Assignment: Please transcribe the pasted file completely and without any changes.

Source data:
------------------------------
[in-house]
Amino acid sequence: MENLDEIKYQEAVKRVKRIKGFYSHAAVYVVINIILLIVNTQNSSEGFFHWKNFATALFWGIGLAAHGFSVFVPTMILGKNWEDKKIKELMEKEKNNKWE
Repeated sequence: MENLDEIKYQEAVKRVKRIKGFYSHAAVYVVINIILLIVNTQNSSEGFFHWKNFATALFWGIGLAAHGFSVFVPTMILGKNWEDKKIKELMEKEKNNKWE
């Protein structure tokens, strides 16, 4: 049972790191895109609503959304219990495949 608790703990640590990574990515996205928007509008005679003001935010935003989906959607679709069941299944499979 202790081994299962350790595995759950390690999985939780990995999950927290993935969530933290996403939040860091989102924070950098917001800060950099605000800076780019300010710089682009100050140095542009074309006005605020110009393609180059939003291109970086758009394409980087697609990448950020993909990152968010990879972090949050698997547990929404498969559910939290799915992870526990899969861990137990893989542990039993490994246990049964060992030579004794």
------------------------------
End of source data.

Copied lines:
[in-house]
Amino acid sequence: MENLDEIKYQEAVKRVKRIKGFYSHAAVYVVINIILLIVNTQNSSEGFFHWKNFATALFWGIGLAAHGFSVFVPTMILGKNWEDKKIKELMEKEKNNKWE
Repeated sequence: MENLDEIKYQEAVKRVKRIKGFYSHAAVYVVINIILLIVNTQNSSEGFFHWKNFATALFWGIGLAAHGFSVFVPTMILGKNWEDKKIKELMEKEKNNKWE
């Protein structure tokens, strides 16, 4: 049972790191895109609503959304219990495949 608790703990640590990574990515996205928007509008005679003001935010935003989906959607679709069941299944499979 202790081994299962350790595995759950390690999985939780990995999950927290993935969530933290996403939040860091989102924070950098917001800060950099605000800076780019300010710089682009100050140095542009074309006005605020110009393609180059939003291109970086758009394409980087697609990448950020993909990152968010990879972090949050698997547990929404498969559910939290799915992870526990899969861990137990893989542990039993490994246990049964060992030579004794």